I'm thinking in particular about situations where you have data in the form
namespace:predicate=value. Triplestores would seem to keep the data in its "natural" form, but I would like to know if there are specific advantages beyond that.
I assume you're asking about persistence of triples (and possibly graphs via quads) where the storage is either a "native" triple store (for example, TDB) or a relational database with a triple store overlay (like SDB).
If you an elaborate on your requirements, I'm sure Stack Overflow members can offer a more directed answer, but just off the top of my head:
- Native triple stores typically have better performance when the size of the dataset gets very large. See some numbers from the W3C.
- Native triple stores can offer in-store reasoning/inferencing (like Oracle's semantic toolkit, although it doesn't fully support SPARQL).
- Triples in an RDBMS can be "easily" integrated into traditional reporting tools (like Jasper Reports) since you can query them with SQL.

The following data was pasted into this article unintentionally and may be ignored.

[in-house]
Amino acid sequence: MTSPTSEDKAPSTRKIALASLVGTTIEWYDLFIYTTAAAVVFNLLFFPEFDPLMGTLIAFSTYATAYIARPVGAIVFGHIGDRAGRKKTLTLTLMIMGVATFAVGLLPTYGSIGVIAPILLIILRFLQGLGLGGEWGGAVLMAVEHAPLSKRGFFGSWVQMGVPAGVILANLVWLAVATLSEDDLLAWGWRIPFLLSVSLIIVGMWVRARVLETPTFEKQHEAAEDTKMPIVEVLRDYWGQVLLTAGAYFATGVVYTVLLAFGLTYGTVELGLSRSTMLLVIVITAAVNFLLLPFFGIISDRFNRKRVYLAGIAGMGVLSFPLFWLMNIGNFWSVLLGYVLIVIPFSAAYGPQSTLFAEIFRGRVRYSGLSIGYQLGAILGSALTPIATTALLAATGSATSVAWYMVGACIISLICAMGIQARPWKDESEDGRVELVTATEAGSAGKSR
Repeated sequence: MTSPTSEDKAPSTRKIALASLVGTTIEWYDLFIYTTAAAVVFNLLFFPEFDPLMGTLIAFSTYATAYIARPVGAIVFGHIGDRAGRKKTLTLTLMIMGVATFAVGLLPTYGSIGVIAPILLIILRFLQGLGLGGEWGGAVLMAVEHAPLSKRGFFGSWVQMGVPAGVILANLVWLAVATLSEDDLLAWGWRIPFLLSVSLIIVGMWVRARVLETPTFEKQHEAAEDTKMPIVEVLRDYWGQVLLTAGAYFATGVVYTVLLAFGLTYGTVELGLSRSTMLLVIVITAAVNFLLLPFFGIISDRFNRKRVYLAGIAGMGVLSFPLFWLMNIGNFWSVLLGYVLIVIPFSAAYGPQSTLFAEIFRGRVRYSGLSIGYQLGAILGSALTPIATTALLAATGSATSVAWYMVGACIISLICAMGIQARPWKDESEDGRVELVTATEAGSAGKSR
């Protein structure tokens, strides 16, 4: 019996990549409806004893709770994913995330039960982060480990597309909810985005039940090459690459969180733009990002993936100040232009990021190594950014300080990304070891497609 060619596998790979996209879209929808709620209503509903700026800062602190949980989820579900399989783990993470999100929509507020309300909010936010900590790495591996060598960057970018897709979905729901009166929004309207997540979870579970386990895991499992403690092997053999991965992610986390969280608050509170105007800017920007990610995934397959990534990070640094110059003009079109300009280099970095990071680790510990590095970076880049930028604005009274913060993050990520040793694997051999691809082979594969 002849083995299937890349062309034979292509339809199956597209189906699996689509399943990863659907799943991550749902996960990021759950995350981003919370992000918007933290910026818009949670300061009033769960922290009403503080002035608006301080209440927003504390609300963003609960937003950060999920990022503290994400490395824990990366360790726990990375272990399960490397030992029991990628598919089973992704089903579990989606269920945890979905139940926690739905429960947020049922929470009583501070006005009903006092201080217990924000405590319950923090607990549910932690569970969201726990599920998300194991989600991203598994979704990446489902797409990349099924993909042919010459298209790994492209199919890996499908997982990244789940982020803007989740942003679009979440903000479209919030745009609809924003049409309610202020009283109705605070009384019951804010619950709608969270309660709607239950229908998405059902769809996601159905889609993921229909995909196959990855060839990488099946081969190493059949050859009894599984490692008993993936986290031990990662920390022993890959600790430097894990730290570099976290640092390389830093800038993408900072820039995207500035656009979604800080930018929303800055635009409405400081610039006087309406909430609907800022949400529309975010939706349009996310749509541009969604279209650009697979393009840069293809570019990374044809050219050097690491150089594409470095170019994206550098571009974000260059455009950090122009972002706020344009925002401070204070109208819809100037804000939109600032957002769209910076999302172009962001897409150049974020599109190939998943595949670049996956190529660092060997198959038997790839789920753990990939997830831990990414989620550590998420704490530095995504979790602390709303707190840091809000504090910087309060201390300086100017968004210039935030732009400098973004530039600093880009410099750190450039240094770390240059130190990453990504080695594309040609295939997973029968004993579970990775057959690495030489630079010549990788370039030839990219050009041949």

I'm the creator of Redland which includes native triple stores in C plus I've used some of the Java systems like Jena and Sesame.
It's hard to say more without knowing what your problem is but in general native triple stores work better if your problem space/query pattern is more 'graphy', rather than 'objecty'. Objecty means you tend to always manipulate - set/get the same pattern of data each time - in that case you might as well use ORM or other object-relational mappping and a fixed schema. If your problem and schema is more dynamic - 'Graphy' - you may benefit from the triple store approach where it's easier to hop across the data than it is typically in a RDBMS world (aka joins).
Of course there is also the document-approach too such as CouchDB but that's hard to know from the info you've given.